Fearless Voices Mindfully Giving


A weekly collection of content from the wonderful world wide web that challenges us to explore the role of spirituality in society. Subscribe to receive this weekly in your inbox.


A Voice For the Voiceless? Thoughts on Privilege and the Single Story
by Melissa Otterbein

Whose voice really needs to be heard? Whose voices have been co-opted or silenced by power? In a world where we often have to remind ourselves to stop talking and start listening, Otterbein reflects upon the danger of considering one’s self a “voice for the voiceless.” She asks herself and her readers to reflect on their own power and privilege, writing: “We accept our voice, intonation, and inflection as a more suitable microphone while viewing others’ voices as taken away, incapable of talking, much like Ariel in The Little Mermaid — not by poverty, but by power.” How might you stretch to share your voice and let others share theirs?


There Are Risks to Mindfulness at Work
by David Brendel
Harvard Business Review

OK, here we go. Mindfulness is important, life changing, and the most valuable practice to incorporate into your life. Nope, it’s risky, dangerous, and can have negative side effects. We’re watching the blog posts, articles and stories swing from pole to pole in regards to mindfulness.
This blog post by David Brendel highlights some possible pitfalls of implementing mindfulness practices at work with the purpose of stress relief or increased focus and efficiency. While we believe wholeheartedly in the benefits of mindfulness practice, it is important to develop an awareness of some of what David Brendel is pointing to, which is the risk of spiritual bypass (a risk present in any spiritual practice). Generally speaking, as human beings, we like to feel good; we don’t like to feel bad; we like to perform well; we don’t like to perform poorly. In our seemingly endless quest to feel good and become better, we often look for the tools that will help us get there. Mindfulness, packaged as a feel good /perform better elixir, is risky in that it promotes a spiritual bypass mentality. That said, the true gift of mindfulness practice is that it can help us break down the grasping for feel good and perform better elixirs and get us in touch with ultimate reality, through which we may discover how to better accept, act, and lead life through beauty and stress.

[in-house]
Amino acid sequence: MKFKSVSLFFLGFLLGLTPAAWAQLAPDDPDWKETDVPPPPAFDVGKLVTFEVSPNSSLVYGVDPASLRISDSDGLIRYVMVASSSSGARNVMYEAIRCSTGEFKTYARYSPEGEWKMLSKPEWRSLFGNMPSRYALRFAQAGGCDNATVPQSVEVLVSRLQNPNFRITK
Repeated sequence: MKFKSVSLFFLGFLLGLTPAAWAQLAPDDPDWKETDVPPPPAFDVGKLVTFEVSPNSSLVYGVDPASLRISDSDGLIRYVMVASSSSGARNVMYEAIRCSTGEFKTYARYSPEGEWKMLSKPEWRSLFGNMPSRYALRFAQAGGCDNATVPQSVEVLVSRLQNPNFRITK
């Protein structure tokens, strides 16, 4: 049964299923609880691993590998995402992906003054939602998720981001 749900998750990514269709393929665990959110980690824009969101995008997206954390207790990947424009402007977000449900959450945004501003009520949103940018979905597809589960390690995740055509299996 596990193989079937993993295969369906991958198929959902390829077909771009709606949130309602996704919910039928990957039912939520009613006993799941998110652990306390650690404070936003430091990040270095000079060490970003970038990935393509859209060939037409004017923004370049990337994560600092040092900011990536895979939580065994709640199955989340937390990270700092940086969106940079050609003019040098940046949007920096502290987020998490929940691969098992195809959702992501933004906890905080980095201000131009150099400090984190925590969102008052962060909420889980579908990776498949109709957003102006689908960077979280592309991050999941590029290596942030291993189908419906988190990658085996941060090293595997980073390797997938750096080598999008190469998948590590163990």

Designing for Generosity
by Nipun Mehta

How could embracing gratitude, generosity, interconnectivity, and connection change your day today? How could it change your work and your life? We’ve just discovered Nipun Mehta’s TEDx Talk, Designing for Generosity. With insights from his work at ServiceSpace, an incubator of projects that leverages the idea of a gift economy. He challenges all of us to shift our mindsets from consumption to contribution, from transaction to trust, and from isolation to community. And he backs up his challenge with inspiring examples of the power and impact of such shifts. Watch, learn, be inspired.


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